Congratulations to Yuankai Tao a Winner of the Santec & OCT News Student Travel Grant
Santec Corporation and OCT News are pleased to announce the winners of this year’s Optical Coherence Tomography Student Travel Grant award. This year there was a tie for first place and two submissions were awarded. Congratulations to Yuankai (Kenny) Tao a very recent PhD graduate from the Department of Biomedical Engineering at Duke University and now a postdoc in the Laser Medicine and Medical Imaging Group at the Massachusetts Institute of Technology in the USA. This work resulted from a collaboration between the laboratories of Professor Joseph Izatt and Cynthia Toth of the Departments of Biomedical Engineering and Ophthalmology at Duke University. The project was supported by a grant from the National Institutes of Health and by a software donation from Bioptigen which provided the operating software for the SDOCT instrument. Below is a description of Dr. Tao's Work.
Surgical visualization has changed drastically since its inception, incorporating larger, more advanced optics toward increasing illumination and field-of-view (FOV). However, the limiting factor in vitreoretinal surgery remains the ability to distinguish between tissues with subtle contrast, and to judge the location of an object relative to other retinal substructures. Spectral domain optical coherence tomography (SDOCT) has demonstrated strong clinical success in retinal imaging, enabling high-resolution, motion-artifact-free cross-sectional imaging and rapid accumulation of volumetric macular datasets.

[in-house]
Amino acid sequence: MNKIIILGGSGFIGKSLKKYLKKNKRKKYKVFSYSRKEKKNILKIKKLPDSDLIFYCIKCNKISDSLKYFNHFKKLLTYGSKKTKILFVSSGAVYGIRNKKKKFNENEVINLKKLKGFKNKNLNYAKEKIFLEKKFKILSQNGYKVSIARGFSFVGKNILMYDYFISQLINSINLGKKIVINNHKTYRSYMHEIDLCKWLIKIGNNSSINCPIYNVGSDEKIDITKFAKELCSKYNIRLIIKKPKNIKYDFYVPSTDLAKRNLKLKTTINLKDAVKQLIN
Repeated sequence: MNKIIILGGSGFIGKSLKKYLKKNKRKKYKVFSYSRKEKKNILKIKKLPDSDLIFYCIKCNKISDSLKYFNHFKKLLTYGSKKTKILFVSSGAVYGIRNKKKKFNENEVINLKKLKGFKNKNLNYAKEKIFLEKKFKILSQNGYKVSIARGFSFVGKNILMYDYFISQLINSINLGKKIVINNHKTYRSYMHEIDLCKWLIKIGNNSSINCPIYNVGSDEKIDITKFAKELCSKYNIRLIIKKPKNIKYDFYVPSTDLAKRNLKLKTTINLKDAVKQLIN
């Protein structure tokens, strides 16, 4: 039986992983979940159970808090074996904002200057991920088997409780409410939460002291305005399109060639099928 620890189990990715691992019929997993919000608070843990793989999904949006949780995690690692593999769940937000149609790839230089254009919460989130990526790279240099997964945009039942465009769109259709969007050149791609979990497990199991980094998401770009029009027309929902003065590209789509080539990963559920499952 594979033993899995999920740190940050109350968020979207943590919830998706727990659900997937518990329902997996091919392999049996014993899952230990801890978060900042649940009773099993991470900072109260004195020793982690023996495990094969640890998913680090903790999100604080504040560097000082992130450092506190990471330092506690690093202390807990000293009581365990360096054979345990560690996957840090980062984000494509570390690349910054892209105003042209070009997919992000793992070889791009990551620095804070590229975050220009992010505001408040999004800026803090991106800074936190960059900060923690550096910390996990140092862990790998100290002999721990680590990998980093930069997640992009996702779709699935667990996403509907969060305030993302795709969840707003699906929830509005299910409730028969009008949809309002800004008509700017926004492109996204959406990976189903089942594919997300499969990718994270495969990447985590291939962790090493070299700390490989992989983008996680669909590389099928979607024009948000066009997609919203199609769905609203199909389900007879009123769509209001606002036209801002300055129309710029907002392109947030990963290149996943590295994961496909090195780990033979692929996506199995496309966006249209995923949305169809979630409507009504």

Preoperative diagnostic imaging using current generation SDOCT systems have demonstrated the ability to provide volumetric datasets of pathologic areas that are otherwise barely visible. While OCT imaging has been considered for various non-ophthalmic intrasurgical applications, it is uniquely suited for vitreoretinal surgery where multiple layers of the retinal structure are readily accessible, and where high resolution cross-sectional viewing would immediately have an impact on surgery as it is performed today. This improvement in surgical visualization would impact the treatment of a wide range of ocular diseases including diabetic retinopathy with membranes in the macula, macular holes, epiretinal membranes, and retinal detachments. Real-time cross-sectional OCT imaging would also provide critical information relevant to the location and deformation of structures that may shift during surgery.
We have recently demonstrated opto-mechanical designs for an intraoperative microscope-mounted OCT system (MMOCT) and preliminary in vivo human retinal imaging using this system in a test subject . Here, we demonstrate imaging of surgical manipulations in excised porcine retina using the MMOCT. High-resolution cross-sectional OCT images provides both the location of surgical instruments relative to anatomical structures and layers in the retina, as well as information regarding tissue manipulations such as peroration, compression, traction, and lifting. We also developed a spatial compounding method that uses a combination of sparse raster scanning patterns and B-scan averaging to provide time-lapsed images of tissue-instrument interactions. This allows for live imaging of surgical procedures and could potentially allow for real-time feedback and image-guided intraoperative procedures using MMOCT.
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